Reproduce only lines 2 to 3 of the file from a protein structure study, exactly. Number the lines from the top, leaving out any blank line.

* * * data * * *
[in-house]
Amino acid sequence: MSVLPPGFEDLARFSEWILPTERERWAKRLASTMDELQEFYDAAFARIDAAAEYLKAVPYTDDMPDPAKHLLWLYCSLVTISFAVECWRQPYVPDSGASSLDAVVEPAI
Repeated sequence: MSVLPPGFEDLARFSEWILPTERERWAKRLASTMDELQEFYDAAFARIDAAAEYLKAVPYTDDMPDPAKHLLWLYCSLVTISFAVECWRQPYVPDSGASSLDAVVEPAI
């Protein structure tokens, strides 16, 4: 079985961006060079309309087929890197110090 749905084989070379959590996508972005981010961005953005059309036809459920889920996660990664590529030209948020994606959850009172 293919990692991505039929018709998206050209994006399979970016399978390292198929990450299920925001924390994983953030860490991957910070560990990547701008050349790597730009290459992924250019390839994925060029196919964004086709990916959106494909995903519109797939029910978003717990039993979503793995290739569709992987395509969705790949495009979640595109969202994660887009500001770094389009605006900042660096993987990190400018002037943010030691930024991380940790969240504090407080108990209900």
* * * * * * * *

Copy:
Amino acid sequence: MSVLPPGFEDLARFSEWILPTERERWAKRLASTMDELQEFYDAAFARIDAAAEYLKAVPYTDDMPDPAKHLLWLYCSLVTISFAVECWRQPYVPDSGASSLDAVVEPAI
Repeated sequence: MSVLPPGFEDLARFSEWILPTERERWAKRLASTMDELQEFYDAAFARIDAAAEYLKAVPYTDDMPDPAKHLLWLYCSLVTISFAVECWRQPYVPDSGASSLDAVVEPAI